The Budget extends funds to support education and innovation, but heavy reliance on land revenue remains unresolved

Hong Kong – In the Hong Kong Government’s 2017/18 Budget speech today, Financial Secretary – Paul Chan Mo-po, delivering his first budget as the city’s top finance official, proposed a number of relief measures amounting to over HK$30 billion, which are mainly tax cuts and funding for sectors including education, tourism and innovation and technology. Such measures are expected to support the diversified development of the society with the goal of maintaining the city’s competitiveness and sustaining its growth.


William Chan, tax partner at Grant Thornton Hong Kong, said, “The latest Budget offers billions in sweeteners in tax and short-term relief measures against the backdrop of a vast fiscal surplus. However, concrete measures have yet been put in place to solidify steps in transforming Hong Kong into a smart city and enhancing the overall livelihood of Hong Kong citizens. The budget still has not addressed the problem of high land prices and the Government’s reliance on land revenue as well as stamp duties.”


Fostering new industries and supporting traditional economic pillars


Faced with tough headwinds and stalled economic growth, many sectors were affected domestically. The tourism industry, making up 5% of GDP, has also suffered as a result. To ensure Hong Kong retains its position as a world-class international city, the Government has introduced three short-term measures to waive licence fees amounting to HK$137 million, benefitting travel agents, hotels and restaurants.


In light of the emergence of a “start-up” wave, and to promote creativity, technology knowledge, entrepreneurship, the Government proposes to set up a HK$2 billion Innovation and Technology Venture Fund (ITVF) to encourage private investment in local Innovation and Technology (I&T) start-ups.


Moreover, to continue its support in the development of the I&T industry and the bettering of livelihoods, the Government proposes a HK$500 million Innovation and Technology Fund for Better Living to finance I&T projects that improve people’s daily lives and benefit the elderly or the underprivileged. Mr. Chan said: “We welcome the various incentives offered to support the traditional and new businesses. However, we suggest the Government to look into additional measures such as reducing the profits tax rate from 16.5% to 10% and to allow for additional deduction for research and development expenditures for qualifying technology companies as well as additional incentives to encourage more start-ups to grow their business in the city. Given the shortage of talent and lack of quality jobs for young people, there is a pressing need to transform Hong Kong into a knowledge-based economy.”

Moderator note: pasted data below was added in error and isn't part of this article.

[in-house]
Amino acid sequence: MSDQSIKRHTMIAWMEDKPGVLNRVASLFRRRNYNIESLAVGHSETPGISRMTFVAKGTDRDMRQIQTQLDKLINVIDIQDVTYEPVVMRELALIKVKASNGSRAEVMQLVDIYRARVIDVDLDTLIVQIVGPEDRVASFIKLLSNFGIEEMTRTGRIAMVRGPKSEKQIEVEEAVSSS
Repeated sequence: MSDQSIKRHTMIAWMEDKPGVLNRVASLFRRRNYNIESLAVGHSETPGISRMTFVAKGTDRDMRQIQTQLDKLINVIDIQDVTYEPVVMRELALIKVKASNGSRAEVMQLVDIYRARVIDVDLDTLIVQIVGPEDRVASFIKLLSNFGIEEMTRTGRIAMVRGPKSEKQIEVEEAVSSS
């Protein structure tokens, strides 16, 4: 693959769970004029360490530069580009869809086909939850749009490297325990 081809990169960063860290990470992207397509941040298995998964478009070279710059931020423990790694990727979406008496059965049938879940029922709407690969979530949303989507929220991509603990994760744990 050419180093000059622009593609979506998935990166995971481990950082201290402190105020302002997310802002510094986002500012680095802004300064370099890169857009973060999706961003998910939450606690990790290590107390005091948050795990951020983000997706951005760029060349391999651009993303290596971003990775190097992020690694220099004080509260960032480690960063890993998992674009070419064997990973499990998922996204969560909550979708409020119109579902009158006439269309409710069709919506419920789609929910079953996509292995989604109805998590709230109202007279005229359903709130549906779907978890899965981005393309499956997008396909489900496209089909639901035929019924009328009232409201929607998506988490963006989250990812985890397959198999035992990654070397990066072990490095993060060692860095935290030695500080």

In the Budget, the Financial Secretary points out that as a major effort to improve air quality and seeing an increasing acceptance of electric vehicles, the Government will continue to waive the First Registration Tax for electric commercial vehicles, motor cycles and motor tricycles.


Mr. Chan said, “To strengthen Hong Kong’s position as a leading first-tier international city and accelerate its transformation to a smart city, we recommend the Government to enhance the city’s competitiveness by utilizing technology to improve connectivity to the world, such as introducing city-wide wifi access.”


Short-term relief measures as expected but finally set up a unit to review tax regime


Having regard to the current economic situation and the complicated and uncertain global political and economic climate in the coming year, the Financial Secretary proposes to reduce tax and raise personal tax allowances, including basic allowance, siblings allowance and the allowance for the disabled in order to ease the public’s financial pressure.


With a narrow tax base, Hong Kong is very vulnerable to cyclical fluctuations. To address the problem of a narrow tax base and examine the international competitiveness of the city’s tax regime, the Financial Secretary proposes to set up a tax policy unit in the Financial Services and the Treasury Bureau to comprehensively examine the tax issues from a macro perspective.


Mr. Chan said, “The proposed relief measures are yet to tell whether it can successfully stimulate domestic consumption and stabilise the economy, given not every Hong Kong citizen would be benefited from the measures. But we are pleased to see the Government finally making the move to review the outdated tax regime. We cannot afford to stand still given our aging population and shrinking workforce. We urge the Government to speed up the reform of its tax system so as to establish a steady revenue source to support Hong Kong’s future growth and prosperity.  In view of the substantial fiscal reserves, the Government should make good use of the respite available in the public purse to better position itself to withstand future economic and social challenges.”


Hong Kong’s development into Asia’s full-fledged wealth management centre


In an effort to further develop Hong Kong into Asia’s asset and wealth management centre, the Financial Secretary also proposes in the Budget to extend the profits tax exemption to onshore privately-offered open-ended fund companies. The proposal will help attract more funds to domicile in Hong Kong and build up Hong Kong’s fund manufacturing capabilities.  


Mr. Chan said, “In the face of intense competition in an era of globalization, the Government should also step up its efforts to broaden economic base and move its industries up the value chain. Leveraging on its unique advantage as a key connector between China and the rest of the world, Hong Kong can also actively capitalise on the tremendous business opportunities arising from the ‘Belt and Road’ initiatives by introducing more enabling policies.”


Please read 2017-18 Budget headlines for more information.